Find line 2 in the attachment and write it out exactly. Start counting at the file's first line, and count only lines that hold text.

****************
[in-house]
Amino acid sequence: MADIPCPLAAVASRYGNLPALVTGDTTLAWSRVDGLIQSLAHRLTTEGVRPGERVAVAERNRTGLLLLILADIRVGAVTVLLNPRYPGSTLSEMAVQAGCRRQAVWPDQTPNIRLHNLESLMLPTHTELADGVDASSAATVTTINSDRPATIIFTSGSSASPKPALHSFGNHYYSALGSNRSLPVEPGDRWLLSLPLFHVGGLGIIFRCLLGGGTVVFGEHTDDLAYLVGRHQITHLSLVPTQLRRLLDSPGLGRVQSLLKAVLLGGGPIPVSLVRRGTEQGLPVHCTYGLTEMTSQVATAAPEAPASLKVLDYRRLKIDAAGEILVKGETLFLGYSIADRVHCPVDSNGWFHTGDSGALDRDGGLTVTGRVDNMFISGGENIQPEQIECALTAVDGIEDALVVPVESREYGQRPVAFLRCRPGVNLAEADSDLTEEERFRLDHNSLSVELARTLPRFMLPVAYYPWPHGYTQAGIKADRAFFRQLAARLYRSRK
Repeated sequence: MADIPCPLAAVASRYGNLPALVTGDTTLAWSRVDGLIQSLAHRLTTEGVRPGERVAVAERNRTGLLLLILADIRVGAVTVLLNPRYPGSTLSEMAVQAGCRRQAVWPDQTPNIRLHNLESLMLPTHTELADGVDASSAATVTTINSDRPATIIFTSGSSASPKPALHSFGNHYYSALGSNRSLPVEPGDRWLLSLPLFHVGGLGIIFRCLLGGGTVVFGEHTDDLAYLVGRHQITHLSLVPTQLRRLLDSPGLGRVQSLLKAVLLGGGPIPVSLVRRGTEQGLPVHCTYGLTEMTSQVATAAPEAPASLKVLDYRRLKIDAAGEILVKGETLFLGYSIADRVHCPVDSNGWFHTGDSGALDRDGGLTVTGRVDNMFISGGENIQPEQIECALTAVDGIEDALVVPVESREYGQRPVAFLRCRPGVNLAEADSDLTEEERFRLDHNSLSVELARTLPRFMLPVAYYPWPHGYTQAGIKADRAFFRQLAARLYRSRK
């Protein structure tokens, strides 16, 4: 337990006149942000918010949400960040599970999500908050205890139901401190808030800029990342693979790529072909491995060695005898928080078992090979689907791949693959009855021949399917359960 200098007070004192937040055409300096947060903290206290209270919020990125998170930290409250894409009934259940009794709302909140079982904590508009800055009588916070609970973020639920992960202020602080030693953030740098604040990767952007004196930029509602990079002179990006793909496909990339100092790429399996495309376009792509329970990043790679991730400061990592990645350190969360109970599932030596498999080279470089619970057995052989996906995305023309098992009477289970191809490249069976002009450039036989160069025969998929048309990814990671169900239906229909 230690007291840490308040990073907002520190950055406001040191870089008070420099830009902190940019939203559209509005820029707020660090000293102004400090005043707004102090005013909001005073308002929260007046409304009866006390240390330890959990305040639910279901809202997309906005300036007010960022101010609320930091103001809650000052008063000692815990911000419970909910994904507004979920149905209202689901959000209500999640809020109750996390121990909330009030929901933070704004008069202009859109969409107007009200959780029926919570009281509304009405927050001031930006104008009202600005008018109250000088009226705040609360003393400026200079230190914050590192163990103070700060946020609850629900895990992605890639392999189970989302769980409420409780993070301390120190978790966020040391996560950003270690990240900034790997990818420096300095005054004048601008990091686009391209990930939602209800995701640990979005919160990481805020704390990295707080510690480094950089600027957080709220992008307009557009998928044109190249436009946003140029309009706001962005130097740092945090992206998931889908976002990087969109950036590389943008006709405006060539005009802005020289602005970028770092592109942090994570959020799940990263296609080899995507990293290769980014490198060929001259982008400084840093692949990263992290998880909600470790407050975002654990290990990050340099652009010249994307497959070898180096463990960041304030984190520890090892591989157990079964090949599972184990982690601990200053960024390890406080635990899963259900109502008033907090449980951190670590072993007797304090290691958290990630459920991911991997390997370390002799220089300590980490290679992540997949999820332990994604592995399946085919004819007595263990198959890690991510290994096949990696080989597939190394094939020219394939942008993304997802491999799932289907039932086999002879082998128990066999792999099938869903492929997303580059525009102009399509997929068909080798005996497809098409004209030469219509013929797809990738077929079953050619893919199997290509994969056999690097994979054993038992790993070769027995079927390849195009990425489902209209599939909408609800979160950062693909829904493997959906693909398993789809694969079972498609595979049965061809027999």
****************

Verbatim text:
Amino acid sequence: MADIPCPLAAVASRYGNLPALVTGDTTLAWSRVDGLIQSLAHRLTTEGVRPGERVAVAERNRTGLLLLILADIRVGAVTVLLNPRYPGSTLSEMAVQAGCRRQAVWPDQTPNIRLHNLESLMLPTHTELADGVDASSAATVTTINSDRPATIIFTSGSSASPKPALHSFGNHYYSALGSNRSLPVEPGDRWLLSLPLFHVGGLGIIFRCLLGGGTVVFGEHTDDLAYLVGRHQITHLSLVPTQLRRLLDSPGLGRVQSLLKAVLLGGGPIPVSLVRRGTEQGLPVHCTYGLTEMTSQVATAAPEAPASLKVLDYRRLKIDAAGEILVKGETLFLGYSIADRVHCPVDSNGWFHTGDSGALDRDGGLTVTGRVDNMFISGGENIQPEQIECALTAVDGIEDALVVPVESREYGQRPVAFLRCRPGVNLAEADSDLTEEERFRLDHNSLSVELARTLPRFMLPVAYYPWPHGYTQAGIKADRAFFRQLAARLYRSRK